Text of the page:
A Pap smear is a test of a sample of cells taken from a woman’s cervix. The test is used to look for changes in the cells of the cervix that show cervical cancer or conditions that may develop into cancer. It is the best tool to detect precancerous conditions and hidden, small tumors that may lead to cervical cancer. If detected early, cervical cancer can be cured.
The Pap Smear Screens for Cervical Cancer
OB/GYN Doctors use a Pap test to screen for cancer of the cervix. In the office, the doctor collects a sample of cells from your cervix. These are examined in the lab to find precancerous and cancer cells. The screening test should start at age 21. It’s very effective in both preventing and finding cervical cancer early enough to cure it.
Pap screen testing should begin at age 21. Routine screening is recommended every two years for women 21-29 years old. For certain women 30 years and older who have had three consecutive normal screening test results, testing can be done every three years.
For low-risk women 30 years and older who have a normal Pap test result and negative HPV test, rescreening should be done in three years.
Women with certain risk factors, such as being HIV positive (carrying the virus that causes AIDS), a weakened immune system due to chemotherapy, organ transplant, chronic steroid use, or have a history of diethylstilbestrol (DES) exposure before birth, should continue to be screened more frequently.
How is the Pap Screening Performed?
The Pap smear is done during a pelvic exam. A doctor uses a device called a speculum to widen the opening of the vagina so that the cervix can be examined. A plastic spatula and small brush are used to collect cells from the cervix. After the cells are taken, they are placed into a solution. The solution is sent to a lab for testing.
Is the Pap Smear Painful?
A Pap smear is not painful, but the pelvic exam may be a little uncomfortable.
Results: What do They Mean?
A normal Pap smear means the cells from the cervix look normal. An abnormal Pap smear means the cells do not look normal. Sometimes repeat Pap smears are needed. Different tests also may need to be done, such as a colposcopy (the use of a special microscope to examine the cervix and vagina).
Pap smears can occasionally show signs of infection but cannot be relied on to screen for sexually transmitted diseases (STDs). Other tests are necessary to determine the presence of an STD.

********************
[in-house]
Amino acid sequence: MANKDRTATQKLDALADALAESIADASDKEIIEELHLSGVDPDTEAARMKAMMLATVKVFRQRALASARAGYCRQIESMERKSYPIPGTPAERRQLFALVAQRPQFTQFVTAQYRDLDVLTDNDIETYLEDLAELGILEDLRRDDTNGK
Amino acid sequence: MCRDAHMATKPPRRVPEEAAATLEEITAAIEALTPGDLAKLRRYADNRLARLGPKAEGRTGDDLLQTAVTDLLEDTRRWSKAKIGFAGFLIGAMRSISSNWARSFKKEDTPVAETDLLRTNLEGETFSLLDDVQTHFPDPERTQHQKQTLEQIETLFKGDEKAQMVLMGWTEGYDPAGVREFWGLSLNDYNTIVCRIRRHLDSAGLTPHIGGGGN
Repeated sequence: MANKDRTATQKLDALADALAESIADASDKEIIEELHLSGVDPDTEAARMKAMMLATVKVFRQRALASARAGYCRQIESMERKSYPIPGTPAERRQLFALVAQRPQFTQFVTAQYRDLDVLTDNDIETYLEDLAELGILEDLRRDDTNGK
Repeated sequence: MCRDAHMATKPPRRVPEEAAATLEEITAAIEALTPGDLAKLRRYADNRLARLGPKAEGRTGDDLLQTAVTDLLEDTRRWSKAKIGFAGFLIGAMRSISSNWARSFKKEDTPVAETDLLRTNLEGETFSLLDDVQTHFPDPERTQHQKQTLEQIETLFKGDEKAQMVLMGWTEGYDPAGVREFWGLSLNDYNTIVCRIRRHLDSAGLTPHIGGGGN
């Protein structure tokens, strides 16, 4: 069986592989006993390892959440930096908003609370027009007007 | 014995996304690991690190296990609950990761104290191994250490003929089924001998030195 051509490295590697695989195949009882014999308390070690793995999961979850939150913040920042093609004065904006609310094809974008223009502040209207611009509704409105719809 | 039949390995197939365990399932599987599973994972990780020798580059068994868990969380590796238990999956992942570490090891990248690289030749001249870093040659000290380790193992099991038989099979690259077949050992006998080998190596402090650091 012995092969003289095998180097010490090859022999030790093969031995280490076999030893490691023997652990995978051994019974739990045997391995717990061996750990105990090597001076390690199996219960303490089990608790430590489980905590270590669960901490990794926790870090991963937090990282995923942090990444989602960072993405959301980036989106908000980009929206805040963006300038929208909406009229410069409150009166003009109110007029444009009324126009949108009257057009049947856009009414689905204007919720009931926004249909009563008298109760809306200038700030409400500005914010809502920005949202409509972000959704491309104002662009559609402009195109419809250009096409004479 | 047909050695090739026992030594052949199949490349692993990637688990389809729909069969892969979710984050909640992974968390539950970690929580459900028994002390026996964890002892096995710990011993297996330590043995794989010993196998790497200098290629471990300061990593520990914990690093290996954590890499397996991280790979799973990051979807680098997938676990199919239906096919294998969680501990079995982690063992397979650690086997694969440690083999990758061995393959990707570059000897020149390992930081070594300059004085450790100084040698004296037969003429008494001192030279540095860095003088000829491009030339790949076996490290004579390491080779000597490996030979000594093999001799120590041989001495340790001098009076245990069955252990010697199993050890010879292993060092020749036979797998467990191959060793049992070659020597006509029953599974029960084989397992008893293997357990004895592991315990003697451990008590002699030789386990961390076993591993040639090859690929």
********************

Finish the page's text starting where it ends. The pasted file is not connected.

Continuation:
There are several things you can do to help make the Pap smear as accurate as possible. These include avoidance of sex, douching and vaginal creams for 48 hours before the test. An abnormal Pap smear does not necessarily mean that cancer cells were found during the examination. There are many causes for abnormal Pap smear results. Your doctor will evaluate the results to determine if further testing is necessary.
A repeat Pap smear may be necessary if you had an infection at the time of the test or if there were not enough cells collected during the test. Since decreased levels of the female hormone estrogen also can influence Pap smear results, menopausal women may need to take estrogen before they repeat the test.
If the results of the repeat Pap smear are still abnormal, your doctor may recommend that you have a colposcopy to further evaluate the problem.
Are Pap Smears Necessary After a Total Hysterectomy?
Pap smears may be discontinued after a total hysterectomy (total removal of the uterus and cervix), unless the surgery was performed for cervical pre-invasive or invasive cancer or other uterine cancers. Women who have had a partial hysterectomy with the cervix remaining should continue to have routine Pap smears.
Check with your OB/GYN physician to determine if you still need Pap smears. Even women who no longer require Pap smears should see their doctor annually for pelvic exams.
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